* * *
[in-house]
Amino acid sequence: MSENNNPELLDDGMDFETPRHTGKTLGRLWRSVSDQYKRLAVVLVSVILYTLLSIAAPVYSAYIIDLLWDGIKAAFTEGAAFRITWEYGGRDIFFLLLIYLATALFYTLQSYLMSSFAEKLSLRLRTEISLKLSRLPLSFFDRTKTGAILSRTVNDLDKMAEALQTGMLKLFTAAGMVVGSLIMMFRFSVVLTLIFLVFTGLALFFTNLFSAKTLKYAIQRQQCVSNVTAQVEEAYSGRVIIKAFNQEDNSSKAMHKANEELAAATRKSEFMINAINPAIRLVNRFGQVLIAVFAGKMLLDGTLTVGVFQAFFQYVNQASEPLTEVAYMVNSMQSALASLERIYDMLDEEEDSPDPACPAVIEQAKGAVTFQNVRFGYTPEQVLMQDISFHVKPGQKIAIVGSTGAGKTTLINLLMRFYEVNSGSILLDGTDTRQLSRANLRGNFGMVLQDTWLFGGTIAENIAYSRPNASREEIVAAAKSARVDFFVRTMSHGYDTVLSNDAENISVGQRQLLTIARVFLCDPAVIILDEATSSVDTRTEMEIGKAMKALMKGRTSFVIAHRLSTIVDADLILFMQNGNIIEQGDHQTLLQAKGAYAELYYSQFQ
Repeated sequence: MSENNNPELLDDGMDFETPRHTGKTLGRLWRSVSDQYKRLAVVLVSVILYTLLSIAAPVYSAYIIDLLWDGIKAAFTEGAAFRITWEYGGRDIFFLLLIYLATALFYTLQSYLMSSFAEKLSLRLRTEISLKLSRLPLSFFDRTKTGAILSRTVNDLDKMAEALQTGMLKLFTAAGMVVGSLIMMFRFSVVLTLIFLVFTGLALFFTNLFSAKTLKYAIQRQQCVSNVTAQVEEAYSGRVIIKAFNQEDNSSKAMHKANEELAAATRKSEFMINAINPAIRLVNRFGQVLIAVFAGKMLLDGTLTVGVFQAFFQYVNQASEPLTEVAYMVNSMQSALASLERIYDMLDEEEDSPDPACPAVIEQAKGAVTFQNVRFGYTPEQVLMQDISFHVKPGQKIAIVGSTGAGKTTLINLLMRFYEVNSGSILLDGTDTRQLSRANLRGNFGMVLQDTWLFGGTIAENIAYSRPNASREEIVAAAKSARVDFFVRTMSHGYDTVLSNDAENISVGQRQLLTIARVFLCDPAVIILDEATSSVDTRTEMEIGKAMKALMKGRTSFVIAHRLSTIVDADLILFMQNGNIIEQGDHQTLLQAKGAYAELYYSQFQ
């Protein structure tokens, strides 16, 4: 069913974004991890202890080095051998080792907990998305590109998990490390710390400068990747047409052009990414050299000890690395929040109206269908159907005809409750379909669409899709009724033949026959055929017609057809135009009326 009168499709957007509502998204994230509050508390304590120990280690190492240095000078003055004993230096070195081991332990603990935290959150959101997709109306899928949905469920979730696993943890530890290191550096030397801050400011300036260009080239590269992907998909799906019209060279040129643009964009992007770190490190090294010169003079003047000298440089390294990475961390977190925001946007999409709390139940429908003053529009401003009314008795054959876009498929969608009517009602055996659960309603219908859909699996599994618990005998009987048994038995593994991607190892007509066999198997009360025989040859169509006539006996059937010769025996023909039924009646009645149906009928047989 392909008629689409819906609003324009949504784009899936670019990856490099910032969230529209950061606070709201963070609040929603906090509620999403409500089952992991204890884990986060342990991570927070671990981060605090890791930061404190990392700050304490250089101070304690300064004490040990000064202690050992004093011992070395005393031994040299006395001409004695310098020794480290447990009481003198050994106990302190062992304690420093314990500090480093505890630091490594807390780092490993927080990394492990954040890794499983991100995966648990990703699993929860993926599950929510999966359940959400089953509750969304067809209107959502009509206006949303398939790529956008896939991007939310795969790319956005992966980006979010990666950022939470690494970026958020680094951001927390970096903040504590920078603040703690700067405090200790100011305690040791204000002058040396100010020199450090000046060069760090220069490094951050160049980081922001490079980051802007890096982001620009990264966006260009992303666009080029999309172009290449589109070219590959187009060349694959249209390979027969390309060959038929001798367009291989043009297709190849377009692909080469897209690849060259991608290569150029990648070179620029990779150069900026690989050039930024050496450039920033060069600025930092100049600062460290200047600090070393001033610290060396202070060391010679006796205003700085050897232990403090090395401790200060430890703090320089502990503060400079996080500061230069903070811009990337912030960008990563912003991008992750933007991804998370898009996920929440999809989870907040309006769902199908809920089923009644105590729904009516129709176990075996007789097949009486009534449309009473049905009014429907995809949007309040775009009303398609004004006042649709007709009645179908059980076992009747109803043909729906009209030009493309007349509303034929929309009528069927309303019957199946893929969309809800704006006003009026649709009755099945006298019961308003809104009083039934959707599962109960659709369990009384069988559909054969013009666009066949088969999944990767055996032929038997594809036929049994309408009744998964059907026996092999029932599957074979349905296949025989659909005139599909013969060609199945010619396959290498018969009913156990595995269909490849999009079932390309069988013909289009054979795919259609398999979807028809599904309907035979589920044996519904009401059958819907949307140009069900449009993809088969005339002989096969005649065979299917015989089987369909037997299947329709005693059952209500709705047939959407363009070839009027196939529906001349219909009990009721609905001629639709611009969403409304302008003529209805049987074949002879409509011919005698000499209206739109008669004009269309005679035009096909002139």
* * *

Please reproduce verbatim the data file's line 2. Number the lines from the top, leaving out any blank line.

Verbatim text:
Amino acid sequence: MSENNNPELLDDGMDFETPRHTGKTLGRLWRSVSDQYKRLAVVLVSVILYTLLSIAAPVYSAYIIDLLWDGIKAAFTEGAAFRITWEYGGRDIFFLLLIYLATALFYTLQSYLMSSFAEKLSLRLRTEISLKLSRLPLSFFDRTKTGAILSRTVNDLDKMAEALQTGMLKLFTAAGMVVGSLIMMFRFSVVLTLIFLVFTGLALFFTNLFSAKTLKYAIQRQQCVSNVTAQVEEAYSGRVIIKAFNQEDNSSKAMHKANEELAAATRKSEFMINAINPAIRLVNRFGQVLIAVFAGKMLLDGTLTVGVFQAFFQYVNQASEPLTEVAYMVNSMQSALASLERIYDMLDEEEDSPDPACPAVIEQAKGAVTFQNVRFGYTPEQVLMQDISFHVKPGQKIAIVGSTGAGKTTLINLLMRFYEVNSGSILLDGTDTRQLSRANLRGNFGMVLQDTWLFGGTIAENIAYSRPNASREEIVAAAKSARVDFFVRTMSHGYDTVLSNDAENISVGQRQLLTIARVFLCDPAVIILDEATSSVDTRTEMEIGKAMKALMKGRTSFVIAHRLSTIVDADLILFMQNGNIIEQGDHQTLLQAKGAYAELYYSQFQ